Acting on DNA (search) evidence, authorities arrested a man for a 1973 rape and said he also is responsible for sexually assaulting at least 25 women in three states.

District Attorney Robert Morgenthau (search) said Tuesday that Clarence Williams (search), 58, was connected this month to the 1973 rape of a Manhattan woman and to attacks in Maryland and New Jersey after the federal DNA database matched a sample from him to genetic evidence left in many of those attacks.

Williams, who Morgenthau's office also identified as Anderson Morrell and Anderson Worrell, had been charged with rape, sexual abuse, robbery, criminal possession of a weapon and several lesser crimes in the Manhattan rape. His 1974 trial ended with a hung jury. A conviction for a separate rape in Queens was reversed in 1976, Morgenthau said.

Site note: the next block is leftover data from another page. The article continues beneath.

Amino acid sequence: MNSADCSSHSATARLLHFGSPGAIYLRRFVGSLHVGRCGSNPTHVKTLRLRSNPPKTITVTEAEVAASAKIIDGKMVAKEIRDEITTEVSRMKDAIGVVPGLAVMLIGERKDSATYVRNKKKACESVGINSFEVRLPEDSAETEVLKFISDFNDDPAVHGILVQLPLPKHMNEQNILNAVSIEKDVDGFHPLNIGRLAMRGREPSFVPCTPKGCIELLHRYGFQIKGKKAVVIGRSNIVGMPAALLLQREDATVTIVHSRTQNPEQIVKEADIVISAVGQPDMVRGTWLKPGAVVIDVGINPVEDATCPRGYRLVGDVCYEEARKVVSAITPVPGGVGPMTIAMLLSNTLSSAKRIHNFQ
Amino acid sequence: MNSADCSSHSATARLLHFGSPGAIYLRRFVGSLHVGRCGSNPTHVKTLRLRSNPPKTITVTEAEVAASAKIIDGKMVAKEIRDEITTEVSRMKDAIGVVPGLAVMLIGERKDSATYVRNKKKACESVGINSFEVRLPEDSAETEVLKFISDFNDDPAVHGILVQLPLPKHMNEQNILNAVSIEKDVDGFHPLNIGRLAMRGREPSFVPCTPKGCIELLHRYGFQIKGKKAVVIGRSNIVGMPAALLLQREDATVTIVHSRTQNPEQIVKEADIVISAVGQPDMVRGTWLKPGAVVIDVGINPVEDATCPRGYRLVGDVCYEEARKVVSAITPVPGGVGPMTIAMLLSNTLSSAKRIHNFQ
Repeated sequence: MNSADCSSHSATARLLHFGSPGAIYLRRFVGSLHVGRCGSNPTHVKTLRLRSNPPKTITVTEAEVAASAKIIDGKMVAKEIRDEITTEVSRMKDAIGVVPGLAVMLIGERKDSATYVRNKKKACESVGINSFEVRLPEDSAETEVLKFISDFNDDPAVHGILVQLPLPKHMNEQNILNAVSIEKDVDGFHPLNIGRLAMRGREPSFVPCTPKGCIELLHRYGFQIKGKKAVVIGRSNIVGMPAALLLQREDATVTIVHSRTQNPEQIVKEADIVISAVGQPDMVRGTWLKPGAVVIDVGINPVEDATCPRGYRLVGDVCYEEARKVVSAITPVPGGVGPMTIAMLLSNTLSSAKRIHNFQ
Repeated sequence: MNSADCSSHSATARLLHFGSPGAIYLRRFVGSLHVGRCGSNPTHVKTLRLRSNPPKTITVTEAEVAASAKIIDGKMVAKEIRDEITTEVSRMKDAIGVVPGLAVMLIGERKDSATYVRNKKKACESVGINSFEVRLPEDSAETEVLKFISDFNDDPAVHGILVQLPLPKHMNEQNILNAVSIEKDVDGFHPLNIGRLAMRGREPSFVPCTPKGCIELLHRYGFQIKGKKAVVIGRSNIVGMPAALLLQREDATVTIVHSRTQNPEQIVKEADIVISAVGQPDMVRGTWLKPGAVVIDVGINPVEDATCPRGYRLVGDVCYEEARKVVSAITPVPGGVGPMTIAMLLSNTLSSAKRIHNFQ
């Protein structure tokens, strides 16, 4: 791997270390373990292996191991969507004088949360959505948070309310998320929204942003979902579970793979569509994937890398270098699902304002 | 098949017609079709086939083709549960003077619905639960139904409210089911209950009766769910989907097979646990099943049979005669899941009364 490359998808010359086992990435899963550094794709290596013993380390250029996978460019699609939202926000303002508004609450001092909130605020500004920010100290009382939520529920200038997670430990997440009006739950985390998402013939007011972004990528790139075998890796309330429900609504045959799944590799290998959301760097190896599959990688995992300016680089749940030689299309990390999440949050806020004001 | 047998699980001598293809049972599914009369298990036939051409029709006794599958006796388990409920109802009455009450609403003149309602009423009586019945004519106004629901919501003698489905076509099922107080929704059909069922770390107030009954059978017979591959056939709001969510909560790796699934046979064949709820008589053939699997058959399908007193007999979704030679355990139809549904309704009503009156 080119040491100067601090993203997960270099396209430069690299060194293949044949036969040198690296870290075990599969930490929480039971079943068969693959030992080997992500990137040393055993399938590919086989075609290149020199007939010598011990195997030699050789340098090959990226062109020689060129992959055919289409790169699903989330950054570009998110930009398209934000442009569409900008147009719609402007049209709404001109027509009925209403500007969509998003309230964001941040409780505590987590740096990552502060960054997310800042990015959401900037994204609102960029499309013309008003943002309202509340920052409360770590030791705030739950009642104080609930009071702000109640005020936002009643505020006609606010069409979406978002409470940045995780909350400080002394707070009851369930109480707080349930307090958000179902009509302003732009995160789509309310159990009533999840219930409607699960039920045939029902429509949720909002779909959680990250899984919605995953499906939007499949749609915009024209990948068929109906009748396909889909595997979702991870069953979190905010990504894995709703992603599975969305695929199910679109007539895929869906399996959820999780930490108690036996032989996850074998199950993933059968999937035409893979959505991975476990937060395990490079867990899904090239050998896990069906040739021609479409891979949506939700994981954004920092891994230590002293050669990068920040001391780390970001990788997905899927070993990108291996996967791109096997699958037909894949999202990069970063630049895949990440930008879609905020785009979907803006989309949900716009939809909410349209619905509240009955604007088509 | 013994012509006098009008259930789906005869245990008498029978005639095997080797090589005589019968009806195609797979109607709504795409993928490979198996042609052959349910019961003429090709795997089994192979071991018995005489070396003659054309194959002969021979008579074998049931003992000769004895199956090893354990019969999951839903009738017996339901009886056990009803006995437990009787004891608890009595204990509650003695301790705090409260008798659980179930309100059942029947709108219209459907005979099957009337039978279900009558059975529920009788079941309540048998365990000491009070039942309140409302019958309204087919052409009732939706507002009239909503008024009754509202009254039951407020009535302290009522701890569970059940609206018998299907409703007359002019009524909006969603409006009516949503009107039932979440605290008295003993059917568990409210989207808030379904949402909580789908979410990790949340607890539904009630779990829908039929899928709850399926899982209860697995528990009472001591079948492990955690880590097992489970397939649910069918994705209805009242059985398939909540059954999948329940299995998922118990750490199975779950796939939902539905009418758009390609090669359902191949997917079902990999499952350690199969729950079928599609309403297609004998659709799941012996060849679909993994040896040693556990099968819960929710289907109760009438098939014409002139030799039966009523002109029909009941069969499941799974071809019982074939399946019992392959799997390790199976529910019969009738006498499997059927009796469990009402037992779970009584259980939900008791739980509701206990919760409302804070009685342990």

Williams was released on bail pending retrial on the two cases, but fled in 1978 and arrest warrants were issued. He was caught last year in Georgia after he tried to buy a shotgun and the warrants came up during a background check, Morgenthau said.

This month, cold case prosecutors submitted the Manhattan rape victim's underwear for testing and the results were successfully matched against a federal DNA database.

Williams could face about 16 to 50 years in prison if convicted in the Manhattan rape. He has been extradited to New York.

Williams' lawyer, Michael Rubin, said his client "has maintained his innocence throughout" and the latest allegations "are new to us." He said Williams, who is being held without bail, is due in court on May 17.

Morgenthau would not comment on possible charges against Williams in the other attacks in New York, Maryland and New Jersey. He said the case shows the importance of the federal database.

"It will send a chill through defendants to know that you can still test for DNA after 32 years."